Stock Gains Propel U.S. Wealth; More Americans Own Shares
By YOCHI J. DREAZEN
Staff Reporter of THE WALL STREET JOURNAL
WASHINGTON -- Fueled by stock-market gains, America's wealth grew at a strong pace in the latter half of the 1990s, a new government survey shows. At the same time, a record number of Americans at all income levels now own stock, intertwining their financial well-being with that of the stock market like never before.
The percentage of Americans owning stock surged to 48.8% in 1998, the year the triennial Federal Reserve survey was conducted, up sharply from 40.4% in 1995. And for the first time in the history of the report, stock holdings now account for more than half of Americans' financial assets, up from 40% in 1995.
While more Americans of all income levels began buying stock between 1995 and 1998, most purchased relatively small amounts, meaning that wealthier Americans are benefiting from the continued stock-market surge far more than the middle class. The median value of the stock holdings of Americans making more than $100,000 a year was $150,000 in 1998; that of those making between $25,000 and $50,000 was just $35,700, and was even smaller at lower income levels. Although income levels rose only modestly in recent years, profits from the continuing bull market sparked sharp increases in the net worth of most American families, increases that were "broadly shared by different demographic groups," the report found.
Median household net worth, including home equity, surged 17.6% to $71,600, up from $60,900 in 1995. The "median" figure means half of all households had net worth higher than $71,600, while half were lower.
The gain was much larger than the one recorded between 1992 and 1995, the last time the survey was conducted, when median net worth rose only 7.8%. From 1989 to 1992, as the nation began to feel the pinch of a recession, median net worth dropped 5.4%.
Much of the gain recorded since 1995 stems from Americans' stock portfolios, the median value of which rose from $15,400 in 1995 to $25,000 in 1998. All of the figures are adjusted to account for inflation.
The mean-or average-net worth of American households rose 25.7% over the period, from $224,800 in 1995 to $282,500 in 1998.
The increase in median net worth was particularly noticeable among middle-class Americans. For those earning between $25,000 and $100,000, median net worth rose robustly compared with the 1995 numbers, although it fell for those at the highest and lowest extremes of the income scale.
Wealthy households making more than $100,000 a year actually saw their median net worth decrease slightly, from $511,400 in 1995 to $510,800 in 1998. But the mean net worth of that income level rose sharply, suggesting the wealth of the richest Americans grew more significantly than it did for other high-income Americans.
The report also found the percentage of American families without a checking account fell to 9.8% in 1998, down from 14.9% in 1995. The decrease is part of a wider trend of increasingly broad access by Americans at all income levels to financial instruments and assets, such as checking accounts or stock ownership, that were out of reach even a few years ago.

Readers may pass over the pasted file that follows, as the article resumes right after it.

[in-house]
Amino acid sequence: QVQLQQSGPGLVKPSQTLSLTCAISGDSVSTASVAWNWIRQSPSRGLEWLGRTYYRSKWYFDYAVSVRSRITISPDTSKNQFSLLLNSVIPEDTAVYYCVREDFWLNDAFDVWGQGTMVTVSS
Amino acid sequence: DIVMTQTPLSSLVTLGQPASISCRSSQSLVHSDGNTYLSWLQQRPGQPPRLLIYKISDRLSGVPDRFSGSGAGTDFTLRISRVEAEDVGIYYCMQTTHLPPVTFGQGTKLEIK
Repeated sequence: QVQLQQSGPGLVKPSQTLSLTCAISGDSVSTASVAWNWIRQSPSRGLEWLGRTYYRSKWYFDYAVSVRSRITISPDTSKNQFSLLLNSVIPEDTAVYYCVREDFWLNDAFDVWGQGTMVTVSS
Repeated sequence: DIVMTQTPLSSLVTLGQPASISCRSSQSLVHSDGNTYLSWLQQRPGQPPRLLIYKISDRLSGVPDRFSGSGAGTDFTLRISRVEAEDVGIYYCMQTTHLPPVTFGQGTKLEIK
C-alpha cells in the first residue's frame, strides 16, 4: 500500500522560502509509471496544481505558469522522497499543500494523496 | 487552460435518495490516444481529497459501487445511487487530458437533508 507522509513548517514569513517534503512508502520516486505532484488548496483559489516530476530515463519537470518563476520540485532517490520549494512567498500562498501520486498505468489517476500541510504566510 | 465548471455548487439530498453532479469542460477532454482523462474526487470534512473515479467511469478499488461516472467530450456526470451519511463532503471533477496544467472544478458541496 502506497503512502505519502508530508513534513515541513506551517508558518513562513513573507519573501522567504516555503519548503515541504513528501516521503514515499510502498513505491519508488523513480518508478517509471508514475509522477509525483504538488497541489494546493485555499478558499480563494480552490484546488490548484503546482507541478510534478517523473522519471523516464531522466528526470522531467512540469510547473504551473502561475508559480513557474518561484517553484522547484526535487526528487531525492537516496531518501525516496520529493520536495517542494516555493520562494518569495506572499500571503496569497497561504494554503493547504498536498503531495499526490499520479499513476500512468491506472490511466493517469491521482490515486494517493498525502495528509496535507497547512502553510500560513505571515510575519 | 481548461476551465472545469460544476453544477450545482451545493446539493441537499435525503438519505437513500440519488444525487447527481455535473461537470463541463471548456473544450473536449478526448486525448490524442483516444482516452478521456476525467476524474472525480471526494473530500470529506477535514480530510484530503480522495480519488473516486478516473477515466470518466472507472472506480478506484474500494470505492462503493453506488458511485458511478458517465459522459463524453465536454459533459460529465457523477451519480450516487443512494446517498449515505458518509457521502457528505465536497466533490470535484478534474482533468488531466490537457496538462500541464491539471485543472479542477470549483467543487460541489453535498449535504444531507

Not all of the news was good, however. The report, one of the few major efforts to collect statistically reliable information on trends in household assets and liabilities, raised some red flags about the financial well-being of many Americans, particularly those at lower income levels.
According to the report, which will be released Wednesday, fewer Americans remain at lower income levels, but those who do were squeezed. Americans making less than $25,000 a year saw their median income and net worth fall between 1995 and 1998. "Those left behind during this boom may really be feeling the squeeze," a Fed official said during a briefing on the report.
Poorer Americans also are devoting an extremely high percentage of their income to repaying past debts. Nearly a third of all families earning less than $10,000 a year allocate more than 40% of that money toward paying debts. The median American family, by contrast, devoted 17.6% of its yearly income to repaying old debts, up slightly from the 16.1% recorded in 1995.
The figures are part of a general trend toward ever-higher levels of household debt. Among families with debt, the median amount owed rose 42.3% above its 1995 level, to $33,300 from $23,400, and was up 73.3% from its level in 1989.
"A lot of families are still in a fairly precarious financial position and an increasingly aggravated financial position," said Edward N. Wolff, a professor of economics at New York University. "If there's a downturn, people could be in a really tough position due to their high level of indebtedness."
In a separate report released Tuesday, the Consumer Federation of America said many customers have begun paying off credit-card debt more rapidly, helping reduce record-high personal-bankruptcy rates.
The number of Americans filing for bankruptcy protection fell by 112,000 last year, a one-year decline the group labeled as the largest on record. Despite the booming economy, more than 1.3 million people filed for bankruptcy last year, down from a record 1.4 million in 1998. Such numbers led the banking industry to push for legislation making it harder to gain such protections.